Bryn Greenwood: Writing a memoir would require me to take careful stock of a lot of memories, and do a lot of research to fact check the events of my life. It would also require me to decide how many people I’m willing to be estranged from. Writing what I know, however, allows me to pick and choose from the things I remember vividly and fill in the blanks with people and events of my own imagination. Still, I feel that fiction calls upon the same level of introspection and emotional honesty as memoir. In terms of ALL THE UGLY AND WONDERFUL THINGS, is some of it true? Yes. My father was a drug dealer, and I’ve done and seen some pretty crazy things as a result. Do some of the characters resemble people I knew? Without a doubt. At the age of thirteen I started an intense love affair with a man more than twice my age. He and I are both in these pages in some very filtered form. Does it approach autobiography? Absolutely not.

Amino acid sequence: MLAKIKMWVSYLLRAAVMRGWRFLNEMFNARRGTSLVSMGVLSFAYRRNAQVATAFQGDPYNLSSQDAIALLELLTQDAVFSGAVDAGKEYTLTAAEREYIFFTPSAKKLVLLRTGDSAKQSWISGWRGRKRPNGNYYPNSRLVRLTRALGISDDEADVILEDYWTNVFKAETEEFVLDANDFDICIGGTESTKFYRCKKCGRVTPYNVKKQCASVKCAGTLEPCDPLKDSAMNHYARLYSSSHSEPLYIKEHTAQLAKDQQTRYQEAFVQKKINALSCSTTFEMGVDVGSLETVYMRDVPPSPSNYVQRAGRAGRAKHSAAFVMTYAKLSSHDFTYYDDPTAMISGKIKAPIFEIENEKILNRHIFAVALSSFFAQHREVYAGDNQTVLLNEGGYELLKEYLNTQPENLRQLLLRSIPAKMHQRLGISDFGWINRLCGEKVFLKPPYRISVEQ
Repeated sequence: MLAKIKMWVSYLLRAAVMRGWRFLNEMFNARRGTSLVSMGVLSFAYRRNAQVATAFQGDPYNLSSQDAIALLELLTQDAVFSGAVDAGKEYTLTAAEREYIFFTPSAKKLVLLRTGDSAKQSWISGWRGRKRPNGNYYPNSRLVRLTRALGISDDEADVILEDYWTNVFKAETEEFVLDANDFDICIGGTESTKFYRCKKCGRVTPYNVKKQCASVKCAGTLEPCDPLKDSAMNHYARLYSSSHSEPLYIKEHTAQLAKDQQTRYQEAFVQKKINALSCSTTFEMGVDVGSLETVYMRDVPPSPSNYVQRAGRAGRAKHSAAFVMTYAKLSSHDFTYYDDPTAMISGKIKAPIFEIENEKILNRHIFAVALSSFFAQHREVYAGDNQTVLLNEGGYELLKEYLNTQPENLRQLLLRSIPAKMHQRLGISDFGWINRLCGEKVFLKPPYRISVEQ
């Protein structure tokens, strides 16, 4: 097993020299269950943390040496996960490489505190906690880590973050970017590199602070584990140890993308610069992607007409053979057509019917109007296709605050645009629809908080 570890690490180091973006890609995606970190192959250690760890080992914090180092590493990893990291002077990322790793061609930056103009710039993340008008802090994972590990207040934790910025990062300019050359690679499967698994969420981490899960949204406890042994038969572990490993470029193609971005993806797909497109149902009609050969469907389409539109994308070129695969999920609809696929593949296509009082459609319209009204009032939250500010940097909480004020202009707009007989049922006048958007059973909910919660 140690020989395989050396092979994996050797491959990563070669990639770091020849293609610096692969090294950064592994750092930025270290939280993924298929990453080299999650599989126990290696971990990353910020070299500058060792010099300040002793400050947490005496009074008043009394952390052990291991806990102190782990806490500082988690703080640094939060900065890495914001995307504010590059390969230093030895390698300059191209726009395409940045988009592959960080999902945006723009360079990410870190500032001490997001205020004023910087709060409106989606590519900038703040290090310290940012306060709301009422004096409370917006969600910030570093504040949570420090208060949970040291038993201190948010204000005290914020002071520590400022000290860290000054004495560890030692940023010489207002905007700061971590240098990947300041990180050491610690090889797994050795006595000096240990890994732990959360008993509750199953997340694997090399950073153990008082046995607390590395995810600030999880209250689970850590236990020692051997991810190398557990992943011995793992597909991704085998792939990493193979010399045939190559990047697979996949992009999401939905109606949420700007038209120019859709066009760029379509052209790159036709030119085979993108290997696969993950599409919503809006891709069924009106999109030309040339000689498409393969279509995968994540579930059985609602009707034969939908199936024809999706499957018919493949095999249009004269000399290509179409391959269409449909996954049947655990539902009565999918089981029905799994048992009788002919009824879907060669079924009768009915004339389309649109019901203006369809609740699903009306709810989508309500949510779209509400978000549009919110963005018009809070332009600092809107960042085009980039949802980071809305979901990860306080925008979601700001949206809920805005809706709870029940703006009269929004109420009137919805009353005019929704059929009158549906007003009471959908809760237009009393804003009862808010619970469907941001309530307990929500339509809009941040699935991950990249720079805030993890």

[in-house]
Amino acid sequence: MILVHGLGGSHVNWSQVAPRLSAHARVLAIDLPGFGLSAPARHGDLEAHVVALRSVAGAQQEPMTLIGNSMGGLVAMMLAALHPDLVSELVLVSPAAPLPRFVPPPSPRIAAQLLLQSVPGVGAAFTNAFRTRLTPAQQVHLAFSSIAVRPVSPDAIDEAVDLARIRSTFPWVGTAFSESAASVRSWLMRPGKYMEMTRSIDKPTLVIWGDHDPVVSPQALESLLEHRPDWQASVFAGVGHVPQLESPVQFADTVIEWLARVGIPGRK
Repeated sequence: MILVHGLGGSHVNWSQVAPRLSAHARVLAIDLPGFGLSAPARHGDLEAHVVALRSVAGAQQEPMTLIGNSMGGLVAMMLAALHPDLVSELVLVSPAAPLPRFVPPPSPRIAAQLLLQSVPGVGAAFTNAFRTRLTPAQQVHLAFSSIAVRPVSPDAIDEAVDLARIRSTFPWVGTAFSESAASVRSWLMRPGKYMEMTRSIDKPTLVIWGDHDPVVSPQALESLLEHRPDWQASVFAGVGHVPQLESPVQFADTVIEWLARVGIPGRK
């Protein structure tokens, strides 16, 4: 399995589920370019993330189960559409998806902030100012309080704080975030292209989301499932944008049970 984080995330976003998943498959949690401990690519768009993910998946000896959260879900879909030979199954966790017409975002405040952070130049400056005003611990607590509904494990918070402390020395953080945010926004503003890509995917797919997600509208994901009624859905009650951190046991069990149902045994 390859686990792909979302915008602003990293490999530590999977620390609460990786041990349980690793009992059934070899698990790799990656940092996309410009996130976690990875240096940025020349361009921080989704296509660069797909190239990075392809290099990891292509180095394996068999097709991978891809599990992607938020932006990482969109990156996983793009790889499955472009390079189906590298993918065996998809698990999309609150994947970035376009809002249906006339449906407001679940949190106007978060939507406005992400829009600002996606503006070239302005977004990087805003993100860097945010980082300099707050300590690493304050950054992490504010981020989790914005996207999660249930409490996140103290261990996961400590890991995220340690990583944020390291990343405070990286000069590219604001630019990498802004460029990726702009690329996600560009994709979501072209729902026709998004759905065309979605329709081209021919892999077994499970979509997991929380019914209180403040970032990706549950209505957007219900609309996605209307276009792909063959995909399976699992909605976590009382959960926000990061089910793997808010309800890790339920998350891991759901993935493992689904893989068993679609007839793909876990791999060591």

L.L.: Many folks are comparing ALL THE UGLY AND WONDERFUL THINGS to LOLITA. Talk about a narrative with lots of uncomfortable situations! How do you respond to those comparisons?220px-lolita_1955

Bryn Greenwood: I’m a big fan of Nabokov, and I think LOLITA is an incredible novel, perhaps even one of the greatest novels of the twentieth century. Breaking it down to its bare bones, though, it doesn’t have anything in common with ALL THE UGLY AND